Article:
Sanford Stadium at Georgia, Infocision Stadium at Akron, Ohio, Bobcat Stadium at Texas State, Donald W. Reynolds Razorback Stadium Arkansas, Jordan-Hare Stadium at Auburn, and Wildcat Stadium at Lovington will have something in common on Friday night.
They will all have a different name for the field from the stadium. Sanford Stadium has Dooley Field, Bobcat Stadium has Jim Wacker Field, and Jordan-Hare Stadium has Pat Dye Field.
So how does Lovington High’s Wildcat Stadium fit into that list? At halftime of the Lovington football game between the Wildcats and Goddard, the school will have a special presentation officially naming the blue turf Brian Urlacher Field.
The name change will honor Lovington alumni, former University of New Mexico football player, a 13-year National Football League linebacker with the Chicago Bears, and a 2018 inductee to the NFL Hall of Fame.
The idea of changing the name of the field in honor of Urlacher came from Lovington principal Pam Quinones and director Robert Arreola. For them this change is not entirely due to Uralcher being a Hall of Famer, but more importantly for all he done and still does for the school district and community. And being an NFL Hall of Famer doesn’t hurt.
“It’s well deserved,” Arreola said. “And we are glad everything fell in place.”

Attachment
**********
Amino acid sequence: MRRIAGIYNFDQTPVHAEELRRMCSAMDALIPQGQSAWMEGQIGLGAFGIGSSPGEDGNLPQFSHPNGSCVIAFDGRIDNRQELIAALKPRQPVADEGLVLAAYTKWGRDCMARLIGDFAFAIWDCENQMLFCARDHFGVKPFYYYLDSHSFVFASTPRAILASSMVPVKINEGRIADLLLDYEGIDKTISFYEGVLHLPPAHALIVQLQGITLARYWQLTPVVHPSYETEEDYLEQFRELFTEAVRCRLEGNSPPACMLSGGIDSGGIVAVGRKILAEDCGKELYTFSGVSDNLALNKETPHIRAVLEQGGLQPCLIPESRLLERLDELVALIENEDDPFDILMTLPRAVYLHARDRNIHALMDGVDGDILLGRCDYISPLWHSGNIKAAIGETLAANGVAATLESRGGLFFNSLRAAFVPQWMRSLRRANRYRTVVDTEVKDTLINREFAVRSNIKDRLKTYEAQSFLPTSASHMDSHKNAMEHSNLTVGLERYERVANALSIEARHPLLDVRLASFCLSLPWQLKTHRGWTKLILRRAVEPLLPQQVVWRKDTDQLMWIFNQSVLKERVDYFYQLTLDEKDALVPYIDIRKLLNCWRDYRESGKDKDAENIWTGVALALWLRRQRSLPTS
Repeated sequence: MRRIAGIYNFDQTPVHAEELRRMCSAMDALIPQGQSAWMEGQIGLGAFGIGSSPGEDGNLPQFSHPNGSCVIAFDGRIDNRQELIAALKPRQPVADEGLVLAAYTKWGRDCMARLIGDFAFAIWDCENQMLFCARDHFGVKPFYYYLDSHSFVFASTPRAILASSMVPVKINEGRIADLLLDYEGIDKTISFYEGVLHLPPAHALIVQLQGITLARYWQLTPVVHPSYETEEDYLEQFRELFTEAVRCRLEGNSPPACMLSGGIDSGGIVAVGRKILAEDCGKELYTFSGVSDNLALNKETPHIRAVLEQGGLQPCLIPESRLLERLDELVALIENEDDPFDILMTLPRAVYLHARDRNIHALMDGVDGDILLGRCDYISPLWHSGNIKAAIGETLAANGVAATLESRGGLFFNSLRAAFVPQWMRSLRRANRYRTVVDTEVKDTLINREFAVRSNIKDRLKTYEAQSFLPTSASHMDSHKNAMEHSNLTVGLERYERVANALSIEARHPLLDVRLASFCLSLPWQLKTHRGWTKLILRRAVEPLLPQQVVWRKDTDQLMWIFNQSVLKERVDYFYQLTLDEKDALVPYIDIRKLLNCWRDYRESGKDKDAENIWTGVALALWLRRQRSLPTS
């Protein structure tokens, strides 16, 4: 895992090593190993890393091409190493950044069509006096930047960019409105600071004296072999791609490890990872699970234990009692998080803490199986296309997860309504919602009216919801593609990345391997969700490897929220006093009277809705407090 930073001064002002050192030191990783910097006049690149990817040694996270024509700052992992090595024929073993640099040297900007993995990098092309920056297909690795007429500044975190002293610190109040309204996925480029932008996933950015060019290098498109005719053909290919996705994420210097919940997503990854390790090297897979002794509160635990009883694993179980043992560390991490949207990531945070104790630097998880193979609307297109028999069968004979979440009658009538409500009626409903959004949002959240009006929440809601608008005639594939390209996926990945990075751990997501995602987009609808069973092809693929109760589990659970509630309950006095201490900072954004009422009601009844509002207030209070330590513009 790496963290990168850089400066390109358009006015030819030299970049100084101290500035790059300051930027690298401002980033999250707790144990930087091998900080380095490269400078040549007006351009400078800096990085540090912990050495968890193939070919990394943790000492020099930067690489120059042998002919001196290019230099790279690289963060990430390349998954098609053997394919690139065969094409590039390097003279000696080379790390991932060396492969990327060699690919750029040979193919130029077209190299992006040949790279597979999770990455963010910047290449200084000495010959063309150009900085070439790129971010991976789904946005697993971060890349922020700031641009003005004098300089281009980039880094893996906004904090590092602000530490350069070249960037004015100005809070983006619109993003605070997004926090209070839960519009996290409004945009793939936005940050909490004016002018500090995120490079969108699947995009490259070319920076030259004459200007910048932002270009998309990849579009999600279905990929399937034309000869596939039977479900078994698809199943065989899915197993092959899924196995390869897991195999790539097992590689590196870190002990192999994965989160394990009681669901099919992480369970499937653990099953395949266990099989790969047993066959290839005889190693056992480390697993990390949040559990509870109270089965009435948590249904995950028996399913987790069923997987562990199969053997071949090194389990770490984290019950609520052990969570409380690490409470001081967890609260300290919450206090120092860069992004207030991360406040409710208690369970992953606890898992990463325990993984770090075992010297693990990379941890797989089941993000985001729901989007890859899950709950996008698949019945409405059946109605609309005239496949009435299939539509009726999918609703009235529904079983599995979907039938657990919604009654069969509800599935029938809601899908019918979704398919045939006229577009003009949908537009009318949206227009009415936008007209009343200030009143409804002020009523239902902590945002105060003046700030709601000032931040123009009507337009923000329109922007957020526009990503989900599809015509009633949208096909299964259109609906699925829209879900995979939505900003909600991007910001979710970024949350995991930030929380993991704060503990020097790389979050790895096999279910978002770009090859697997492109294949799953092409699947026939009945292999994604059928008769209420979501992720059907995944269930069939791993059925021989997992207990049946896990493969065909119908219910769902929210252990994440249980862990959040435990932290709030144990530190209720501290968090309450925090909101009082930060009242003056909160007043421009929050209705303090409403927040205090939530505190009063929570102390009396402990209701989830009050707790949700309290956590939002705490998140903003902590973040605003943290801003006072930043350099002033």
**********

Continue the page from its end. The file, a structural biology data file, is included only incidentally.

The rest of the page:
Arreola mentioned the design will be similar to Tom Osborne Field at Memorial Stadium in Nebraska. The only difference is Tom Osborne Field is red on the white line and Brian Urlacher name will be on both sidelines looking at the home and visitor stands near the end zone.
The high school got approval to change the field during the summer. Arreola mentioned the approval was granted some time after Urlacher’s June 5 performance camp. He thanked the support of the district, board, administration, and community in getting the approval.
“Once we presented to them (administration and board) it didn’t take them, it didn’t take them very long to decide,” Arreola said on the voting process. “Very supportive administration and board, they were on board and made it happen.”
Quinones praised the work of Bill Lewis, maintenance director, for working with the turf company to ensure the field will be ready for Friday’s presentation. And she praised Arreola for all the hard work he has done to get the approval and making sure everything is set for the presentation.
Quinones, who helped get the ball rolling on the name change, said both the high school and district believed in the field being renamed in honor of Urlacher for everything he has done.
“Brian has put in so much for our district,” Quinones said. “From purchasing shoes for athletic teams, girls and boys, for a five to 10 year deal.”
She added Urlacher donates to the school anonymously and tries to avoid the limelight when he makes donations to help people or causes.
Former Lovington football head coach Jaime Quinones had the pleasure of coaching Urlacher and experiencing first hand the generosity of his former player.
“Brian always took care of Lovington once he made it into the league,” Jaime Quinones said. “One of the first things he did when he signed his contract with Nike, Lovington football received new cleats and coaching gear for the duration of his career. On one of his contracts he bought shoes for every varsity team for a two to three year period.”